David Goyer Talks About the Formation of the DC Cinematic Universe

By April 8, 2014
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It’s no surprise that Marvel Studios is absolutely kicking ass right now. In the wake of The Avengers, I loved Iron Man Three and wasn’t a big fan of Thor: The Dark World, but Captain America: The Winter Soldier was fantastic and Guardians of the Galaxy looks absolutely insane (in a great way). They’re setting box office records, giving a devoted fanbase more and more reasons to be excited about their upcoming projects, and tying the larger story into a weekly television series with “Agents of S.H.I.E.L.D.” while Warner Bros. and DC Entertainment…well, let’s just say they haven’t exactly been keeping up with the pace.

David Goyer, the writer of Man of Steel, Batman Begins, and the upcoming Batman vs. Superman, has a lot going on with DC projects right now. He’s also behind NBC’s “Constantine,” he’s expressed interest in Green Lantern, and he’s producing an adaptation of Sandman with Joseph Gordon-Levitt attached. So it seems that WB/DC has put him in a sort of godfather position over many of their comic book properties, and naturally fans are wondering when DC is going to get their sh*t together and start competing with Marvel on a large scale in theaters. Batman vs. Superman could be a good start, but follow-up films or spin-offs for The Flash, Wonder Woman, and Justice League haven’t been 100% officially announced by the studio yet. So what’s up with that, David Goyer?

David Goyer 2

In an interview with IGN, the writer/producer/director was asked about how the DC television properties are going to tie into the upcoming films, and his response probably won’t do much to excite longtime DC Comics fans:

I mean, it’s too early. I know that Warner Bros. would love to make their universe more cohesive. There have been a lot of general conversations about that, but it’s really, really early. I’m not sure. Marvel has had enormous success, but I’m not sure that everybody should try to emulate them either. It’s just been vague conversations so far.

When asked how closely he pays attention to how Fox and Sony are handling their comic book properties, he had this to say:

I mean, I know this is going to sound cheap, but I don’t really. There’s just our approach to how we want to tell a story, and hopefully we can convince Warner Bros. or whatnot of that. We don’t sit in a room with cigars and say, “Look at what these guys are doing!” It doesn’t work that way. I don’t know.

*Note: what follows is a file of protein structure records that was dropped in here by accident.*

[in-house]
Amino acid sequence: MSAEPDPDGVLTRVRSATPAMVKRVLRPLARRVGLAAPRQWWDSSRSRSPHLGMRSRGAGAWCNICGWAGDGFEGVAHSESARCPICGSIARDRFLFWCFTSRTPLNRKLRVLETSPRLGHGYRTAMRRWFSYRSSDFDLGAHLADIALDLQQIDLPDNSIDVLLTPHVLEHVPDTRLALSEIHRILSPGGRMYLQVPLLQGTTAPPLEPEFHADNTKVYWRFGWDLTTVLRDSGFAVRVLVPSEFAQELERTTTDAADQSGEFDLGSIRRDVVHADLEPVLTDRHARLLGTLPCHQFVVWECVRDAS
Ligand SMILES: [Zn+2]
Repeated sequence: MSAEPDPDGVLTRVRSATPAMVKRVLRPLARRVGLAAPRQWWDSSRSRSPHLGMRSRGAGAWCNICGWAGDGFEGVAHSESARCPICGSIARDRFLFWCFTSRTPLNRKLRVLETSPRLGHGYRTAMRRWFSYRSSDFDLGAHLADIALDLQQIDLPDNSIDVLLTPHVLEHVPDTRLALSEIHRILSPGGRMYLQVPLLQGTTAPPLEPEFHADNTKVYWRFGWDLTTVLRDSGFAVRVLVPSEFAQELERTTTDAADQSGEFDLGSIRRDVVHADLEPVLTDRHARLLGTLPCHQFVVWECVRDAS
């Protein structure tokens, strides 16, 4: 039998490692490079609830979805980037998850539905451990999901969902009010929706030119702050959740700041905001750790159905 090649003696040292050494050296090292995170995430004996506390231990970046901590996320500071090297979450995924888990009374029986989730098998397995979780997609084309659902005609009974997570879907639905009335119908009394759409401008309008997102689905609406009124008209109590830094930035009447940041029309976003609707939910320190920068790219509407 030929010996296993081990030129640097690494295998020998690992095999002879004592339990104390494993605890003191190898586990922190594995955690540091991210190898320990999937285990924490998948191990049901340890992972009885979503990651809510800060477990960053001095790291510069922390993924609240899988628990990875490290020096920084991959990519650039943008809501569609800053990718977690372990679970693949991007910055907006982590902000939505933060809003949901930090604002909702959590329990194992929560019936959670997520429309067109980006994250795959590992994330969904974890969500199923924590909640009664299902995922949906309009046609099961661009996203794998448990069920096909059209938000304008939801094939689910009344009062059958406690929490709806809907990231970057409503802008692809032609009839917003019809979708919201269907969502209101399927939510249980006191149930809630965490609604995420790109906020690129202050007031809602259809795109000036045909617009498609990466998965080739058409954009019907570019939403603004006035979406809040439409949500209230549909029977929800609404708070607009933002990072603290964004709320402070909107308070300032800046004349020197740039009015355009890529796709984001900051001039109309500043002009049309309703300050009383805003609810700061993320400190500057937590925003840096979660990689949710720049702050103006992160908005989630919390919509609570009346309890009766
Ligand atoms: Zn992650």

Goyer may not be in the room, but I’m almost certain there actually are high level WB executives sitting in a room (probably with cigars) and looking at what Marvel is doing. As a fan, it’s frustrating to hear the architect of these franchises say “that it’s too early” and that WB is just having “general conversations” about creating a cohesive universe. What are you waiting for, WB? Iron Man laid the foundation for The Avengers back in 2008, for God’s sake. I’m not saying that they need to emulate the Marvel plan, and sure, putting Wonder Woman in Batman vs. Superman is a smart move that could/should lead to a proper Justice League movie.

But while Marvel continues to dominate the superhero movie scene, WB’s lack of transparency (and, perhaps, lack of planning ability) gives the impression that they’re lagging extremely far behind. If Man of Steel had been the billion dollar earner they hoped for, we likely wouldn’t even be having this conversation. We’d probably be sitting back and anticipating DC’s next move, impressed that they were able to kickstart a new franchise for their most famous character, instead of keeping our eyes trained on the company like a car crash we can’t look away from.

Elsewhere in the IGN interview, Goyer expresses admiration for the way Marvel has created their brand, but of course he doesn’t reveal anything concrete about WB/DC’s future plans. The obvious place to make an announcement like that will be at this year’s San Diego Comic-Con, so I suspect we’ll have to wait until then to find out the real plans for what (if anything) WB/DC has in store for fans.

Oh well. At least DC can take temporary solace in the fact that it’s tearing it up when it comes to video games.

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Ben is a writer living in Los Angeles, California. His work has been featured at ScreenRant.com, FirstShowing.net, MySpace.com, GeekTyrant.com, and many more sites across the web. Some of his favorite movies include The Rocketeer, Anchorman: The Legend of Ron Burgundy, Tombstone, Lucky Number Slevin, Raiders of the Lost Ark, Ferris Bueller's Day Off, Collateral, Double Indemnity, Back to the Future and The Prestige. Follow him on Twitter: @BenPears.
  • Chris Clow

    I like what he’s saying about not wanting to emulate other ways of doing things, but really: he has to know that this is where the wind is blowing. DC Comics did the shared universe in comics first, and it’s high time we got to see Superman standing alongside the likes of the Flash or Cyborg against Lex Luthor or the Penguin. Too many rich characters exist in that library NOT to cross them over in some fashion.

    • 100% agree. Even if it’s not EXACTLY the way Marvel did it, it would be (and has been) such a gigantic waste not to have these iconic characters interacting with each other in a medium aside from video games.